The Legend of Zelda has remained one of the most revered, beloved, and best selling videogame franchises for three decades. Link, Zelda, the Triforce et al are now part of an elite club of gaming characters that have transcended their own medium to become bona fide pop culture icons.
Even if I pry myself away from what is undoubtedly my favourite videogame series to examine Zelda’s NES debut with objective eyes, there’s no mistaking the phenomenal (lasting) effect that The Legend of Zelda has had on videogames.
Let’s take a look at what exactly made The Legend of Zelda so fucking great, examine the innovations introduced 30 years ago on a humble NES cartridge that are still influencing the franchise today, and look at some of the ideas Zelda may have since left behind – but should perhaps acknowledge now to push the series forward.
Cast your mind back to 1986, if you can. I wasn’t around, so I’m gonna have to get in the zone by using the internet for of-the-moment references. Bear with me while I do some Googling.
Kids at the time were busy playing with their Rubik’s Cubes and listening to Bon Jovi (nailed it). There was no Skyrim, or Grand Theft Auto – the idea of being able to explore an entire fantasy world from the comfort of your sofa was a pie in the sky dream.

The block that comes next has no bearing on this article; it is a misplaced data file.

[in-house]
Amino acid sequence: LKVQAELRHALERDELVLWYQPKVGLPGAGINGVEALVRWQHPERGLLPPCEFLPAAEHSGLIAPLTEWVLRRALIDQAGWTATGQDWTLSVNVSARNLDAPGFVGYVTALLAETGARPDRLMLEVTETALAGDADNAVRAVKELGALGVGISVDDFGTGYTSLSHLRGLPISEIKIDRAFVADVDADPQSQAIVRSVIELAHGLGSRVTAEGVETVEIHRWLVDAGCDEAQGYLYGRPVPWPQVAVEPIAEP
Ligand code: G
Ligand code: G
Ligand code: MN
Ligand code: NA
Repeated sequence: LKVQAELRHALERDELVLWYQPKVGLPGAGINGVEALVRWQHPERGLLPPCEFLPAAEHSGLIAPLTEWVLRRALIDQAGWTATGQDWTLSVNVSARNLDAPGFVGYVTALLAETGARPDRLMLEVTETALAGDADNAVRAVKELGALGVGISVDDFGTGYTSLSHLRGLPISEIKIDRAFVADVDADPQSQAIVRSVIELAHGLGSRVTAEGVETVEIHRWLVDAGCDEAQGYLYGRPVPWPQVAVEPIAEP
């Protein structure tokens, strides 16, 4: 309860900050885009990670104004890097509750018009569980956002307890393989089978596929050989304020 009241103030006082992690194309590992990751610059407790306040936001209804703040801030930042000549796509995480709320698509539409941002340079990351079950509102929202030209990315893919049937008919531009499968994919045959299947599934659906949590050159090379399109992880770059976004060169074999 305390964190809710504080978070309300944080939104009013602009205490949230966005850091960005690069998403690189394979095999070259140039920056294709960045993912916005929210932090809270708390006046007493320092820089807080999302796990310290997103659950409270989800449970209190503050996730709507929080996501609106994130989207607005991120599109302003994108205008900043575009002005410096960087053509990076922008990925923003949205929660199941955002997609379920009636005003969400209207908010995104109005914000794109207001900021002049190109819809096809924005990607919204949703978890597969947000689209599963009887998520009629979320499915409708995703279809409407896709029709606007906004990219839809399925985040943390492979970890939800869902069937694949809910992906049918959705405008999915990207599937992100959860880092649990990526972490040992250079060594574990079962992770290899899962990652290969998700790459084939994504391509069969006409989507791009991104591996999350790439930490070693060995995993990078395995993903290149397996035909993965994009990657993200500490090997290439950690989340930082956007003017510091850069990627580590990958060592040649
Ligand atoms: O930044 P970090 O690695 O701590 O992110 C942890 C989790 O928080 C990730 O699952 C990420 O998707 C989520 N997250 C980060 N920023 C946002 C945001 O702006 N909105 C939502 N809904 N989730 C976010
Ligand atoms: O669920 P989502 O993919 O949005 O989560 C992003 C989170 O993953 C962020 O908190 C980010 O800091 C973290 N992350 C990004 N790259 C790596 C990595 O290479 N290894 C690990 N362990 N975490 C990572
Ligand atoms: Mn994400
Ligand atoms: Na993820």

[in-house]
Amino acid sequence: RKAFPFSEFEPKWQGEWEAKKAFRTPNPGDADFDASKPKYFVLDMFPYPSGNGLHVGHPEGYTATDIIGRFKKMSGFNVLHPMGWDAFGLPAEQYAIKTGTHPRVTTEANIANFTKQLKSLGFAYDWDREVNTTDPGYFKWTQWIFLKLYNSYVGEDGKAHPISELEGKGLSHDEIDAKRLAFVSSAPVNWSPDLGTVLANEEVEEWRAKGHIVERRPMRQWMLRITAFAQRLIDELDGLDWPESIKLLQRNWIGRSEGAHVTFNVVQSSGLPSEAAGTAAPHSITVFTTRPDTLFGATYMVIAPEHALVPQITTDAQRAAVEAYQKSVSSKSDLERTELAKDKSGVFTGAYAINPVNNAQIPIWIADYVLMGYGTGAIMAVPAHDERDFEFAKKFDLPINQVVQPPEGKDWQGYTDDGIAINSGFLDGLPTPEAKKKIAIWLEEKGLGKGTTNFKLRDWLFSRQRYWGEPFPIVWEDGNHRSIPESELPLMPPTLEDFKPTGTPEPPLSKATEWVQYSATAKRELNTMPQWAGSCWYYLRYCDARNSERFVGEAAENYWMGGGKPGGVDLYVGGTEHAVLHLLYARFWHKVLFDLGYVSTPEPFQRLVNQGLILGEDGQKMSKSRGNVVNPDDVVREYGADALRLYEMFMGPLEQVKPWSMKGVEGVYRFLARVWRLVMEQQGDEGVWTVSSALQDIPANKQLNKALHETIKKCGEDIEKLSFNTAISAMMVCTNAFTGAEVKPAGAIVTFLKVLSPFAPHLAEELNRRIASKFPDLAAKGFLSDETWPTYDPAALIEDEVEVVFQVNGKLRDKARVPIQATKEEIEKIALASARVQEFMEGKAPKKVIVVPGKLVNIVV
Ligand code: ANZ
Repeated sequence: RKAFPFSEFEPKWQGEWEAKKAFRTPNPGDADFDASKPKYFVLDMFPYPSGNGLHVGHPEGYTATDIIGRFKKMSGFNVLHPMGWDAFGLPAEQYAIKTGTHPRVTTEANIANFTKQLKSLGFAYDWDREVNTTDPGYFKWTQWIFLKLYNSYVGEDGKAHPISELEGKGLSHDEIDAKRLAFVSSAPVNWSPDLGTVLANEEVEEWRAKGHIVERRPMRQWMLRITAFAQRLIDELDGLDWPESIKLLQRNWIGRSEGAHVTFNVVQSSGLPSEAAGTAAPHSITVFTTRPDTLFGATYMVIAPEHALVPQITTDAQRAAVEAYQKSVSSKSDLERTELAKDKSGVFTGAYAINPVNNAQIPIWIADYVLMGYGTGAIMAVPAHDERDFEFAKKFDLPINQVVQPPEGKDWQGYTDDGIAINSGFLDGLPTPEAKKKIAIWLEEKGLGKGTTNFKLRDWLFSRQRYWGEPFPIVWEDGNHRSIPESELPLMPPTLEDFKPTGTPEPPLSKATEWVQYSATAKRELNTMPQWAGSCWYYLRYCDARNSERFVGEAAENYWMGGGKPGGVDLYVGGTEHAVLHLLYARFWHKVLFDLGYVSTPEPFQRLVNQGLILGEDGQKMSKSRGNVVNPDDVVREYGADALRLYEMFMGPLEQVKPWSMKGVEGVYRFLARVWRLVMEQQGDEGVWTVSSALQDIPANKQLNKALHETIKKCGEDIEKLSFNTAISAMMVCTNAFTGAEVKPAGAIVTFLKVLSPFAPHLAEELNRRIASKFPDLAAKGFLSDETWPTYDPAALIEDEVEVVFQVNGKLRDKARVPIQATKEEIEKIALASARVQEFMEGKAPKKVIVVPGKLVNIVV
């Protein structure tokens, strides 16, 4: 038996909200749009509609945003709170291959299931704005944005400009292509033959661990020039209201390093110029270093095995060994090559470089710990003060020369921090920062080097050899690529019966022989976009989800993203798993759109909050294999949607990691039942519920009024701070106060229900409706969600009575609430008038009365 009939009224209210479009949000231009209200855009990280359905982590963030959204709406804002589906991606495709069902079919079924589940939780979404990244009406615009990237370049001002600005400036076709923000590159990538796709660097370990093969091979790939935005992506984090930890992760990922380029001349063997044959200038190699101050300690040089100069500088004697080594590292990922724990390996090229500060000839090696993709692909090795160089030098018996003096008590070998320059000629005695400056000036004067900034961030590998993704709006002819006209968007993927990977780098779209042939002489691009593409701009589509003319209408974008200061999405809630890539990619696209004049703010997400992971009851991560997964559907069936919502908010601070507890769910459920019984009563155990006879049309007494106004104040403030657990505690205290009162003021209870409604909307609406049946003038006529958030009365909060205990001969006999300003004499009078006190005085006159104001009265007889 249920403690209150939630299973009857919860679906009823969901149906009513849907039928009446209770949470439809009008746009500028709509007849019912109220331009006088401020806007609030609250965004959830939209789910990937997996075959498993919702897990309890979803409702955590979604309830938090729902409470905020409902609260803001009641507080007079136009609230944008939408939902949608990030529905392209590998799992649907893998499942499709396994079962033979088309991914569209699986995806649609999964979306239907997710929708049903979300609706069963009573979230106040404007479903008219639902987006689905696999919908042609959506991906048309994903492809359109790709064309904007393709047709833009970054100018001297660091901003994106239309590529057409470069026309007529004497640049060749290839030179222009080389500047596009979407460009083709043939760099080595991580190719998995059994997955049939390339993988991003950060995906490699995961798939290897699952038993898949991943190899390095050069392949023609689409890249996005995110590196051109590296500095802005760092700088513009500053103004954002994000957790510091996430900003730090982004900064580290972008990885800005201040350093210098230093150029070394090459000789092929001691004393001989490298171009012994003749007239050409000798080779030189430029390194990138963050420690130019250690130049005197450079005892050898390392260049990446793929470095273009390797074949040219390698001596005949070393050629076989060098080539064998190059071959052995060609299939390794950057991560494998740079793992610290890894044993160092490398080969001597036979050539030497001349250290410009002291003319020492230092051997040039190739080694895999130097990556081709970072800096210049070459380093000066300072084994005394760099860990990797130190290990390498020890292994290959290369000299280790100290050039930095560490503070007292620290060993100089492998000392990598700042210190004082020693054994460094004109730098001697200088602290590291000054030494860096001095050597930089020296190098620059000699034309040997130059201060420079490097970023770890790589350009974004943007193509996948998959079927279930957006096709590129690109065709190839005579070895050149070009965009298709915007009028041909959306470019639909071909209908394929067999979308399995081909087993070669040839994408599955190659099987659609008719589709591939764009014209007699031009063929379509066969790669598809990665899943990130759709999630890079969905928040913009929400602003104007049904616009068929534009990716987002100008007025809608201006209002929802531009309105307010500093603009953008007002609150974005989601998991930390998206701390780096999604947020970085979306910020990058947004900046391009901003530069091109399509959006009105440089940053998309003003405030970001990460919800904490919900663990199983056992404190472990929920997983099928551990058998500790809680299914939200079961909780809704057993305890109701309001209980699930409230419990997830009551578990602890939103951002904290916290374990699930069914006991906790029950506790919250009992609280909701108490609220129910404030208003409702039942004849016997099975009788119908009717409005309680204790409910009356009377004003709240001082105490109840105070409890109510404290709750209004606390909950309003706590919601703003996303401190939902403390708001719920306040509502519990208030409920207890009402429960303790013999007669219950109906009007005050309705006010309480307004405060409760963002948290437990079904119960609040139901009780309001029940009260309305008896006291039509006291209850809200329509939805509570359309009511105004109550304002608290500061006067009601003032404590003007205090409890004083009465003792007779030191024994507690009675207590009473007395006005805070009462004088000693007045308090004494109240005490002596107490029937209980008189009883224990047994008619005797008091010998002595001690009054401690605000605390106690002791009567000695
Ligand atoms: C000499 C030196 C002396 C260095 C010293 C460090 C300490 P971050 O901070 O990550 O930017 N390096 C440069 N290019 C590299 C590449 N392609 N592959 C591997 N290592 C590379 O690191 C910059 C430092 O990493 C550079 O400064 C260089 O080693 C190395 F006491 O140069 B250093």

Anyway, The Legend of Zelda landed for the Nintendo Entertainment System and blew the minds of a generation. For the love of God, the cartridge it came in was gold as opposed to the standard grey for NES games. It’s as if Nintendo knew they’d crafted something truly special.
Players were dropped into a world where they could travel in any direction. The first screen alone presented you with a myriad of options: To the right was a mountainous canyon, to the left a river. To the north was more forest, but most gamers were naturally drawn to the cave first.
Entering the cave, an old man would hand you a sword, and greet you with one of the most iconic phrases in gaming…
The idea that a modern videogame would give the player the option to walk right by the game’s main item without a dozen or so onscreen prompts or intrusive hints seems mad. In fact, it was entirely possible to get upto the very last dungeon without ever obtaining a sword, which is hugely indicative of the freedom you had with this game.